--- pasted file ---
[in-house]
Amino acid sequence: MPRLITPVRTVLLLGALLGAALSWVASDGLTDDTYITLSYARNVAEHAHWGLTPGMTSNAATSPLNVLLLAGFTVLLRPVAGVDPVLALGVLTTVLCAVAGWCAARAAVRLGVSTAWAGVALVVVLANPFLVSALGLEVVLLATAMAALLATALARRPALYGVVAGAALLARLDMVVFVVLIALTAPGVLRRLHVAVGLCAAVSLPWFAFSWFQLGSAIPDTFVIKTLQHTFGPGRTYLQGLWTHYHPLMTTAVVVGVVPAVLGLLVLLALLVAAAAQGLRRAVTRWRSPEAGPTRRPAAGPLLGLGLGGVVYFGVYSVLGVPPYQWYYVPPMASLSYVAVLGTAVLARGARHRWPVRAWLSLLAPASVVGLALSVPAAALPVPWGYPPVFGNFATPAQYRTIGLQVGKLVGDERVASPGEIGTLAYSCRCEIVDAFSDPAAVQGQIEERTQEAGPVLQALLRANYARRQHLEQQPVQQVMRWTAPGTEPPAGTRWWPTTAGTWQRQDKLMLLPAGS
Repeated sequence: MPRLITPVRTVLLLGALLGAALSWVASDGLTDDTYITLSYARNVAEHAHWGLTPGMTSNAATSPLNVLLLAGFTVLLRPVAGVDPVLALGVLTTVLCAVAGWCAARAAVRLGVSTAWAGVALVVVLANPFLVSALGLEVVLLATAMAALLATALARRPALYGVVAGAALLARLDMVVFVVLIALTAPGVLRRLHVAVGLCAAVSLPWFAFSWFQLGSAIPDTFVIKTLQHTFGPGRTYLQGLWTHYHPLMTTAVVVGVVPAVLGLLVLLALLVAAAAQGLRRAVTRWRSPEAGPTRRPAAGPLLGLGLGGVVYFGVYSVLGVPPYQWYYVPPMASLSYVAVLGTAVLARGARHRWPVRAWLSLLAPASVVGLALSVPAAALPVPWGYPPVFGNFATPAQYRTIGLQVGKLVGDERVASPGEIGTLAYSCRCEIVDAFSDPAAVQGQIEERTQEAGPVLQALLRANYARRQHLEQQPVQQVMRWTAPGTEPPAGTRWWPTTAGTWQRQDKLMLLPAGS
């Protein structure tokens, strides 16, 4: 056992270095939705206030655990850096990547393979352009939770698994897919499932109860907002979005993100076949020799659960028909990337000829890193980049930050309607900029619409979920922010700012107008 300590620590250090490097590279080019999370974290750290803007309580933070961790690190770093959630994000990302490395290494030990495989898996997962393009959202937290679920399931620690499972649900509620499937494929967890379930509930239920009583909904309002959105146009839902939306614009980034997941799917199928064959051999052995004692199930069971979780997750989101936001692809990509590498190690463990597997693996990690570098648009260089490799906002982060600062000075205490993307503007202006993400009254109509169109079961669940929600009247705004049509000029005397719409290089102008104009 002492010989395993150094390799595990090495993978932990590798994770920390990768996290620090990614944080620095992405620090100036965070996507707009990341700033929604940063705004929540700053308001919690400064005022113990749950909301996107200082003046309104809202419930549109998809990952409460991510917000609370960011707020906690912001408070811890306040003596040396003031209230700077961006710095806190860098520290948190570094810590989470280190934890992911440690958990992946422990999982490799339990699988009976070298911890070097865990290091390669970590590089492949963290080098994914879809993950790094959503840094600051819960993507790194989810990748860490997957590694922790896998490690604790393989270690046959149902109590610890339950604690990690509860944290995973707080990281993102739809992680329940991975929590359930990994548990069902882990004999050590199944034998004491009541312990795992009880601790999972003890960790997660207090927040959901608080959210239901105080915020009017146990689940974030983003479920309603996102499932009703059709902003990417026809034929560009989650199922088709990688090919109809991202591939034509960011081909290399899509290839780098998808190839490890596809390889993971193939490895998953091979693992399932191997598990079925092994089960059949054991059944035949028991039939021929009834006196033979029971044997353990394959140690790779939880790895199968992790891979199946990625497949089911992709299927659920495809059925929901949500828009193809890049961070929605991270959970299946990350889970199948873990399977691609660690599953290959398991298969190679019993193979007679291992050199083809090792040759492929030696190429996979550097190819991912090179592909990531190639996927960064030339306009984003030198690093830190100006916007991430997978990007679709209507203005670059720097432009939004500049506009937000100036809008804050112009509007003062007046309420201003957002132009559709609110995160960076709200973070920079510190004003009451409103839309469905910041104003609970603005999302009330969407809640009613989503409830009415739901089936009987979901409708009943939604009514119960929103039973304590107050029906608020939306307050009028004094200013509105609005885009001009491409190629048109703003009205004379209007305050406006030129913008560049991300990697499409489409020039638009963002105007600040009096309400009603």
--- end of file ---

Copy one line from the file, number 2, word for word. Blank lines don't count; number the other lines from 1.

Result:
Amino acid sequence: MPRLITPVRTVLLLGALLGAALSWVASDGLTDDTYITLSYARNVAEHAHWGLTPGMTSNAATSPLNVLLLAGFTVLLRPVAGVDPVLALGVLTTVLCAVAGWCAARAAVRLGVSTAWAGVALVVVLANPFLVSALGLEVVLLATAMAALLATALARRPALYGVVAGAALLARLDMVVFVVLIALTAPGVLRRLHVAVGLCAAVSLPWFAFSWFQLGSAIPDTFVIKTLQHTFGPGRTYLQGLWTHYHPLMTTAVVVGVVPAVLGLLVLLALLVAAAAQGLRRAVTRWRSPEAGPTRRPAAGPLLGLGLGGVVYFGVYSVLGVPPYQWYYVPPMASLSYVAVLGTAVLARGARHRWPVRAWLSLLAPASVVGLALSVPAAALPVPWGYPPVFGNFATPAQYRTIGLQVGKLVGDERVASPGEIGTLAYSCRCEIVDAFSDPAAVQGQIEERTQEAGPVLQALLRANYARRQHLEQQPVQQVMRWTAPGTEPPAGTRWWPTTAGTWQRQDKLMLLPAGS